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COVID-19 VACCINE

Latest Headlines
Since Paxlovid became available seven months ago, it has eclipsed other available therapies created to forestall life-threatening COVID symptoms in high-risk patients. Some doctors are quick to prescribe it, but as with so much about the COVID pandemic, there is controversy. Some patients are concerned about a possible rebound of the disease, while others have difficulty convincing their doctors they are good candidates for the drug.
Cases in the United States are up more than 25% in the last month, according to CDC data, as the rapidly spreading BA.5 subvariant has taken hold.
More than 95% of the Guard’s 13,000 soldiers and airmen have been vaccinated against COVID-19, but holdouts remain. The Department of Defense has a Thursday, June 30, deadline to get the shot.
The vaccines for the youngest of kids are expected to be rolled out as early as June 21, the Biden administration said earlier this month.
If all the federal hurdles are cleared, the first kid-sized doses could arrive in Minnesota next week. If they do, doctors, clinics, pharmacies and at least one community site will be ready to administer them.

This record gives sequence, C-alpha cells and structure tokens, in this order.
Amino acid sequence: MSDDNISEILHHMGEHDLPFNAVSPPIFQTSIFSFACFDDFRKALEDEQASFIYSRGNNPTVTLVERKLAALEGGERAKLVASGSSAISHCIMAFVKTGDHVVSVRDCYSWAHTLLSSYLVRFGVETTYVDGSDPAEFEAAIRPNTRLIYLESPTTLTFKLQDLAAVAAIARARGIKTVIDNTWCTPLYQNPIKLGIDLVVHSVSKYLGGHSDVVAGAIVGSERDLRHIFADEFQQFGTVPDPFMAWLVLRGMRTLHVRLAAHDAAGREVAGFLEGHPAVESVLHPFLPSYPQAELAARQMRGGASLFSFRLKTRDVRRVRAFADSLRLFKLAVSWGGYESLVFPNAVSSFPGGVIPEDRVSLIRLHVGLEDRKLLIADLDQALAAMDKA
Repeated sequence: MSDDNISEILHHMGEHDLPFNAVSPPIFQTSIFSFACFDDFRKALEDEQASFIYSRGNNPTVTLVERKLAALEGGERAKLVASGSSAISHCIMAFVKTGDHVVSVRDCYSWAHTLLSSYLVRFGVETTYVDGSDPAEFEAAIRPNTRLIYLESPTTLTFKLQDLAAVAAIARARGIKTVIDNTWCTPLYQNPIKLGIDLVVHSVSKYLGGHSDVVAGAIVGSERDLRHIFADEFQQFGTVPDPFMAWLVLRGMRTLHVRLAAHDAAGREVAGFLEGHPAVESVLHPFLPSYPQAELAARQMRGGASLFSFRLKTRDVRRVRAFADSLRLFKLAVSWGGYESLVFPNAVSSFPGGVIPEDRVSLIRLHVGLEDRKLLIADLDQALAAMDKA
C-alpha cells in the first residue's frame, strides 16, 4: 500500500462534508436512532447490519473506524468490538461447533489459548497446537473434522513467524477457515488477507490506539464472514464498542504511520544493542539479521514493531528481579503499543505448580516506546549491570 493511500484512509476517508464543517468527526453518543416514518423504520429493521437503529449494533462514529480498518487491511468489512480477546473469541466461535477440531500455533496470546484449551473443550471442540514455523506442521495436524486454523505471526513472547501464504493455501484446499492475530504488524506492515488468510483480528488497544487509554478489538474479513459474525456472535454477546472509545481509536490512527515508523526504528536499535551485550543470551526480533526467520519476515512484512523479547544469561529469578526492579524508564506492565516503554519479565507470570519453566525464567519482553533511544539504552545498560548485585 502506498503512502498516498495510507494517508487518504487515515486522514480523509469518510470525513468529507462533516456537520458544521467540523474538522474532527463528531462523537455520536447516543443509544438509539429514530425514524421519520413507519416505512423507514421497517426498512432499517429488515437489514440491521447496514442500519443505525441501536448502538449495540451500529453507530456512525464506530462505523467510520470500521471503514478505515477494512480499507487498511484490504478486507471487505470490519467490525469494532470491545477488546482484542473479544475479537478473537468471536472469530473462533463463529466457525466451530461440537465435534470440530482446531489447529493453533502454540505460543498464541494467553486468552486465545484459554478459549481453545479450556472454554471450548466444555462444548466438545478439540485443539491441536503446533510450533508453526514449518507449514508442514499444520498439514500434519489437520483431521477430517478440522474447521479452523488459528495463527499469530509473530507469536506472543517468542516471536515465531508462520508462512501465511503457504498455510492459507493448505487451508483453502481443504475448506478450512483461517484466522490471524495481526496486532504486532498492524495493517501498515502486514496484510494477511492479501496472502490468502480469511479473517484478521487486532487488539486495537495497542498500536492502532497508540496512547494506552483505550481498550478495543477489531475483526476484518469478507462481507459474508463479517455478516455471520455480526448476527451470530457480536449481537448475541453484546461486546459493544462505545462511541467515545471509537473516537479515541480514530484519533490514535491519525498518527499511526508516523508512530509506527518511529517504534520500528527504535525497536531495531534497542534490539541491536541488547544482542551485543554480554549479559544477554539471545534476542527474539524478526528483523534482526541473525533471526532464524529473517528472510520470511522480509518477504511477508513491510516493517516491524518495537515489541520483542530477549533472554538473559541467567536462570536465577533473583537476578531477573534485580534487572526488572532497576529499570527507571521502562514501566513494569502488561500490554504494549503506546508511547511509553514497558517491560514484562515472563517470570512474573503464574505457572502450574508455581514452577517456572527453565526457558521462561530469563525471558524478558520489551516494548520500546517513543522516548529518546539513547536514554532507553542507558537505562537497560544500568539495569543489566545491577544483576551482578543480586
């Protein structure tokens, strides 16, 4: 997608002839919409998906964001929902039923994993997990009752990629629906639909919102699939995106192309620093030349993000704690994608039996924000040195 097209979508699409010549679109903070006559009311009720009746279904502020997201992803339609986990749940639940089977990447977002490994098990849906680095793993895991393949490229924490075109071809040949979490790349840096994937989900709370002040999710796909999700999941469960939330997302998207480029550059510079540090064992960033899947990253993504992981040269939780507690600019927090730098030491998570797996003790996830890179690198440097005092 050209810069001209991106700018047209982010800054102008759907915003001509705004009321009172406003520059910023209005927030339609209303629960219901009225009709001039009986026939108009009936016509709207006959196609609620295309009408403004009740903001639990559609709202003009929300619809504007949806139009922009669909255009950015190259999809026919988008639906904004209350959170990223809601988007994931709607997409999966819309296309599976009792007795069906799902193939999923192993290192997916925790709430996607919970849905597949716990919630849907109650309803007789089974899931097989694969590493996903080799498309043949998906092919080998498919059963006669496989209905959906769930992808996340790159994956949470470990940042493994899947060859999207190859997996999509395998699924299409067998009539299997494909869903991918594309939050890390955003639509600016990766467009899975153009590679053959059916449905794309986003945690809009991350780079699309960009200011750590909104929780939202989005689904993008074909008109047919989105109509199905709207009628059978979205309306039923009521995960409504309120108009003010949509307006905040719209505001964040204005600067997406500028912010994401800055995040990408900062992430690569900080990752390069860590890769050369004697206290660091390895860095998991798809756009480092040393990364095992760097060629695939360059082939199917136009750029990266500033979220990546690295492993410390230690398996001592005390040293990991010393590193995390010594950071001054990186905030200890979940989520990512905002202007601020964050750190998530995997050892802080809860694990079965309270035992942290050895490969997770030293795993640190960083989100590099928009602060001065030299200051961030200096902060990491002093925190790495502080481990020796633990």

The sites will test residents for COVID-19 and those deemed to be at high risk for developing severe symptoms could get a prescription for Paxlovid.

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Unvaccinated seniors are about four times as likely to die and five times as likely to be hospitalized with COVID-19 compared to vaccinated and boosted peers, the data shows
A small county in Tennessee for much of the past year has reported the highest COVID-19 vaccination rate in Tennessee and one of the highest in the South. If only it were true. The rate in Meigs County was artificially inflated by a data error that distorted most of Tennessee’s county-level vaccination rates by attributing tens of thousands of doses to the wrong counties, according to a KHN review of Tennessee’s vaccination data. When the Tennessee Department of Health quietly corrected the error last month, county rates shifted overnight, and Meigs County’s rate of fully vaccinated people dropped from 65% to 43%, which is below the state average and middling in the rural South.
“Whether you’re pro-vax or anti-vax or whatever we’re for health care freedom and we believe mandates one-size-fits-all should not be the agenda," Rep. Glenn Gruenhagen, R-Glencoe, said at a Wednesday, April 20, news conference touting the bill at the state Capitol. "You and your medical provider can decide based on your health history what is best for you.”

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